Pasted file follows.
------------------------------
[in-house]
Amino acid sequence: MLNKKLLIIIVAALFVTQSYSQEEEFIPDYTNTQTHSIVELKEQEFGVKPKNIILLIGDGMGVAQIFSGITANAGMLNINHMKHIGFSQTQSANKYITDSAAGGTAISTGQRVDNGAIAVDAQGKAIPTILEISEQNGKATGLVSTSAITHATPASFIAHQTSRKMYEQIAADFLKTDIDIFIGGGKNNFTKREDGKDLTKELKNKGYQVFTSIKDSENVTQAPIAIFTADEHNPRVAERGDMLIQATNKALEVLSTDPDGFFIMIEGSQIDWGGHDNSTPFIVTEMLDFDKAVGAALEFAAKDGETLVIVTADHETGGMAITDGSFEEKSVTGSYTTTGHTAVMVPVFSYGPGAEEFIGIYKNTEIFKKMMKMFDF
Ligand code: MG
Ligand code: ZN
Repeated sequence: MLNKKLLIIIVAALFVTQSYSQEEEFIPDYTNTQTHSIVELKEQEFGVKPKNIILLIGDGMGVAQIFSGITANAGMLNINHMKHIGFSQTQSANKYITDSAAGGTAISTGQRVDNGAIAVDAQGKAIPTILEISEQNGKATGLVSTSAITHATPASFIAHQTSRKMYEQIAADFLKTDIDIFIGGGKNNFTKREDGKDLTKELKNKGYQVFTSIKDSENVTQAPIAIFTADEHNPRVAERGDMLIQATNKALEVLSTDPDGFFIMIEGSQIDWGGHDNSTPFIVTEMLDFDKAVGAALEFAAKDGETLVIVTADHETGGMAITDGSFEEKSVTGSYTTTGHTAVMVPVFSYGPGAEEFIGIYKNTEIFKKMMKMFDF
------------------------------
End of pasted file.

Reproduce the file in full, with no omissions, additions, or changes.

[in-house]
Amino acid sequence: MLNKKLLIIIVAALFVTQSYSQEEEFIPDYTNTQTHSIVELKEQEFGVKPKNIILLIGDGMGVAQIFSGITANAGMLNINHMKHIGFSQTQSANKYITDSAAGGTAISTGQRVDNGAIAVDAQGKAIPTILEISEQNGKATGLVSTSAITHATPASFIAHQTSRKMYEQIAADFLKTDIDIFIGGGKNNFTKREDGKDLTKELKNKGYQVFTSIKDSENVTQAPIAIFTADEHNPRVAERGDMLIQATNKALEVLSTDPDGFFIMIEGSQIDWGGHDNSTPFIVTEMLDFDKAVGAALEFAAKDGETLVIVTADHETGGMAITDGSFEEKSVTGSYTTTGHTAVMVPVFSYGPGAEEFIGIYKNTEIFKKMMKMFDF
Ligand code: MG
Ligand code: ZN
Repeated sequence: MLNKKLLIIIVAALFVTQSYSQEEEFIPDYTNTQTHSIVELKEQEFGVKPKNIILLIGDGMGVAQIFSGITANAGMLNINHMKHIGFSQTQSANKYITDSAAGGTAISTGQRVDNGAIAVDAQGKAIPTILEISEQNGKATGLVSTSAITHATPASFIAHQTSRKMYEQIAADFLKTDIDIFIGGGKNNFTKREDGKDLTKELKNKGYQVFTSIKDSENVTQAPIAIFTADEHNPRVAERGDMLIQATNKALEVLSTDPDGFFIMIEGSQIDWGGHDNSTPFIVTEMLDFDKAVGAALEFAAKDGETLVIVTADHETGGMAITDGSFEEKSVTGSYTTTGHTAVMVPVFSYGPGAEEFIGIYKNTEIFKKMMKMFDF